PMI doesn’t last forever! Isn’t that the best news?
Now, knowing how to cancel is important too. It doesn’t just fall off your loan when you’re first eligible to eliminate it. If you wait until you owe less than 78% of the home’s value, then it does automatically fall off (it’s the law), but you can eliminate it before then with these steps.
Once you know you owe less than 80% of the home’s value, write a PMI cancelation letter to your lender. State the reason for your request (you owe less than 80% of the home’s value) and provide proof. Keep in mind, if you sped up the process by making extra payments, you may need to pay for a new appraisal to prove the home’s value remained steady.
Other factors you should consider when requesting PMI cancelation include:
When interest rates fall (as they’ve done drastically lately), refinancing may make sense. Not only will it save you money on your monthly payment, but it may be a chance to eliminate PMI too. This works best if homes in your area appreciated recently, allowing you to borrow less than 80% of the home’s new value when you refinance.
This works best for borrowers that put down a significant down payment. Let’s say, for example, you put 10% down on the home when you bought it. Since then, your home appreciated 20%. You are well below the 80% threshold, which means when you refinance, you’ll borrow less than 80% of the home’s value and PMI won’t be necessary.
Sometimes paying for a new appraisal is all you need to cancel PMI on your conventional loan. If you don’t want to refinance, but you know your home’s value increased, this could be a good option.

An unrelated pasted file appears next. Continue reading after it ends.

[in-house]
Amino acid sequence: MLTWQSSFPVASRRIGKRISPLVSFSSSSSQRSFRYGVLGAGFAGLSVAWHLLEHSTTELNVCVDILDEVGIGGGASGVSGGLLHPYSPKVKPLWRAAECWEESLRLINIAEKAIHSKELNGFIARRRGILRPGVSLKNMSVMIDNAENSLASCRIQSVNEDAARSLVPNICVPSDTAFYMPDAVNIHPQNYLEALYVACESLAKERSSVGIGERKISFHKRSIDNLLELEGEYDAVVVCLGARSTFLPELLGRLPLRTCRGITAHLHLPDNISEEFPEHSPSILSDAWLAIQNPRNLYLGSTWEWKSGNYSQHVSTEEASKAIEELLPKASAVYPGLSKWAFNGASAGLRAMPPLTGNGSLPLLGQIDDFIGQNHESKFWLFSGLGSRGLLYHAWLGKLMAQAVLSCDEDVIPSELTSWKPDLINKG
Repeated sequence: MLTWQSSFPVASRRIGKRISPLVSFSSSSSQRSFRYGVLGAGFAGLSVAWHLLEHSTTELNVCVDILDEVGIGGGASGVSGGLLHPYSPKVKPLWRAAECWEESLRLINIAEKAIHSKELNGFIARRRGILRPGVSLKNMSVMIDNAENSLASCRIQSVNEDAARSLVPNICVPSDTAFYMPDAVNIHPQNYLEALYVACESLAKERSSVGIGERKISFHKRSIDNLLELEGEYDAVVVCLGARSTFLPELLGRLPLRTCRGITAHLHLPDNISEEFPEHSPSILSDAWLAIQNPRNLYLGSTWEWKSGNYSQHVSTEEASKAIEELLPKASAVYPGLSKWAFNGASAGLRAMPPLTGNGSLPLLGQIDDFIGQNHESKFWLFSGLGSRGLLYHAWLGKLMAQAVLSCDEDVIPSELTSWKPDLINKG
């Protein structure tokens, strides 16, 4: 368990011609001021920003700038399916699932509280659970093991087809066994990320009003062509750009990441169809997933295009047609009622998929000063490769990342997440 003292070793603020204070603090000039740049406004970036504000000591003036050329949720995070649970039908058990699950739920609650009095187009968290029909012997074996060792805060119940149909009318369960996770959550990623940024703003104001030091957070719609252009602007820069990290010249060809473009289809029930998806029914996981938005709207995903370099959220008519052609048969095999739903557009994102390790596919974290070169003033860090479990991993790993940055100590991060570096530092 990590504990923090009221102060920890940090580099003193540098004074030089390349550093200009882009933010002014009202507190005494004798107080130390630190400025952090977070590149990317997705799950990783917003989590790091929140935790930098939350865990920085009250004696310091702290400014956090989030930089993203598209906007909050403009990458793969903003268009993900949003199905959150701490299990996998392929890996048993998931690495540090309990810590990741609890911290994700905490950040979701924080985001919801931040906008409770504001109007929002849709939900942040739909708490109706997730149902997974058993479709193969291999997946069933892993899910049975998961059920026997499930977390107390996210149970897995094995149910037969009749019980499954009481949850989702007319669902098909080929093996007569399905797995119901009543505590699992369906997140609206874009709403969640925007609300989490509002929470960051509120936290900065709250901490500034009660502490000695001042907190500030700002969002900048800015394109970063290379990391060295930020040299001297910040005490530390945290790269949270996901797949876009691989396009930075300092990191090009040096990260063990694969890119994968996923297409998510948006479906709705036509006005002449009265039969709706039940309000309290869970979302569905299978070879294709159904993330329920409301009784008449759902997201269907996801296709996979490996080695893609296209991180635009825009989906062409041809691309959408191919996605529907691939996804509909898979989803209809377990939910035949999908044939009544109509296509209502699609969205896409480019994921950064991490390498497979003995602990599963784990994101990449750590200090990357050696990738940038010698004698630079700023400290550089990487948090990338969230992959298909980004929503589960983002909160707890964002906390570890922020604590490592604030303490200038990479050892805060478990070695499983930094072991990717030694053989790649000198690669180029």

Appraisals run between $350 - $500, but if you know your appraisal will show a much higher value, it may be worth it. Here’s how it works.
If the lender approves your request, you don’t have to refinance. The lender simply cancels the PMI and you get to enjoy a new, lower mortgage payment.
If you don’t do any of the above, PMI naturally stops when you owe less than 78% of the home’s value. Your original amortization table shows when this occurs based on the amount you originally borrowed. As long as you made your payments on time, the table applies.
There’s also final termination, which requires lenders to cancel PMI once your loan hits the halfway point in the term. If you have a 30-year loan, the halfway point is 15 years. Most people don’t get to that point, though.
Many borrowers look at PMI as a bad thing and try to avoid it. If you have the money to make a larger down payment or can get a piggyback loan to help with the down payment, that’s great. But if you can’t, PMI isn’t that bad. It helps you secure conventional financing with all its attractive terms. Without it, you wouldn’t qualify for the conventional loan and may have to look elsewhere.
If you’re worried about PMI or you have questions about it, let’s talk. I’m happy to explain how it works, how you can avoid it, and most importantly when you can cancel it if you’re already paying it. I know it increases your mortgage payment, but sometimes it’s worth it to get the attractive loan terms you want.Purchase Qualifier Refinance Rate Checker